Jan 26, 2015
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Richmond’s tough anti-smoking laws helped maintain the city’s ‘A’ grade in the State of Tobacco Control 2015.

The American Lung Association of California (ALAC)  report, released last week, surveyed how cities are faring in the policy battle against tobacco consumption and second-hand smoke.

It graded 482 cities and 58 counties in California on four tobacco control policies: prevention spending, smoke-free air, tobacco taxes and cessation coverage. The report coincided with an assessment of tobacco policies in cities and counties nationwide.

Of all Contra Costa County cities, Richmond received the best overall score for tobacco control. El Cerrito and the unincorporated areas of the county received a B grade, Pinole a C and San Pablo a D.

Richmond’s vigorous policymaking since 2009 has been credited for the high score. The city had received failing grades until that year, when its council passed several ordinances.

Among the policy decisions, Richmond council passed comprehensive outdoor smoking bans and also banned tobacco sales in stores that have pharmacies. The city also made it illegal to smoke inside multi-unit residences, within the private areas of those residences such as balconies, patios and decks and in common areas of multi-unit housing — rules that took effect in 2011. In late 2013, the council voted to restrict the use of electronic cigarettes in certain public spaces.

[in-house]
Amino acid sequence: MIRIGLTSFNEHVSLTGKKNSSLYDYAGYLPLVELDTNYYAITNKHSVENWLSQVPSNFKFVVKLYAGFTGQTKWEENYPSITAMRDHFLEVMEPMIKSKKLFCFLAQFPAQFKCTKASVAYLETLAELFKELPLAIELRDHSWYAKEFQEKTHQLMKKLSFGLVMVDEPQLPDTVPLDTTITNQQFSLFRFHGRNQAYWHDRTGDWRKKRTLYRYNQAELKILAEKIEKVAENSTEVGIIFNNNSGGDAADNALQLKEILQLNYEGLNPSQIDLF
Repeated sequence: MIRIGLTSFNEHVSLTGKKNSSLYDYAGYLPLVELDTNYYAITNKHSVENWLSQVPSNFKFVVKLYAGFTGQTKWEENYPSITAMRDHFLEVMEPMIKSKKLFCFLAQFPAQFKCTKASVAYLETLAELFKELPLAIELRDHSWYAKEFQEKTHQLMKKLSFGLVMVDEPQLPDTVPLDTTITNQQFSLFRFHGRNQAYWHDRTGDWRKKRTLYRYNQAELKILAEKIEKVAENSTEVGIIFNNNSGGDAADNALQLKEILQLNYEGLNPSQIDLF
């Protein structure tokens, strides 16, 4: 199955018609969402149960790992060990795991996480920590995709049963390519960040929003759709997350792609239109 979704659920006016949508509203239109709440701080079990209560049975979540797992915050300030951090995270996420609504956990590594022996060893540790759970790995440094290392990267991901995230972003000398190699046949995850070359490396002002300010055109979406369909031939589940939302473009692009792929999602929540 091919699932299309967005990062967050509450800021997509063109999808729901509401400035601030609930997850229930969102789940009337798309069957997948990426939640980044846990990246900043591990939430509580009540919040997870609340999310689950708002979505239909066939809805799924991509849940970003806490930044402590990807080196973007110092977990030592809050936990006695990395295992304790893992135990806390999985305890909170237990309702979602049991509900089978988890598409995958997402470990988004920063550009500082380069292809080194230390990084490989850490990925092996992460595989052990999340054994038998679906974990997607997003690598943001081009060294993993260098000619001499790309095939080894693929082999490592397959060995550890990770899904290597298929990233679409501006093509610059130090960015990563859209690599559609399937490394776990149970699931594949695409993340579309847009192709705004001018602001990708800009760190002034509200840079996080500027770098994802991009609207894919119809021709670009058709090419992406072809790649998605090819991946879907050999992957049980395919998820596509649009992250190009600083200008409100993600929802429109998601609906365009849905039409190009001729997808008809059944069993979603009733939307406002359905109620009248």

Richmond’s policy decisions overall on tobacco control scored higher than all of California’s top 10 most populated cities:


Here is how Contra Costa County jurisdictions fared, noting again that Richmond is the only city to receive an overall A grade: (Click image to enlarge)

smoke.1-23-1Last year in California, 40 cities and counties passed ordinances embracing anti-smoking policies, according to the ALAC.

“The report shows that local policies prohibiting secondhand smoke in recreational settings now protect 80-percent of California’s total population,” the organization said.

Then again, 324 cities and counties in the state, or 60-percent of all municipalities, took little to no action last year to improve their grade, it added.

ALAC also recommends that California increase its tobacco tax, which hasn’t been done in the state since 1999. Tax hikes are proven to reduce tobacco use, the organization said.


About the Author

Mike Aldax is the editor of the Richmond Standard. He has 13 years of journalism experience, most recently as a reporter for the San Francisco Examiner. He previously held roles as reporter and editor at Bay City News, Napa Valley Register, Garden Island Newspaper in Kaua’i, and the Queens Courier in New York City.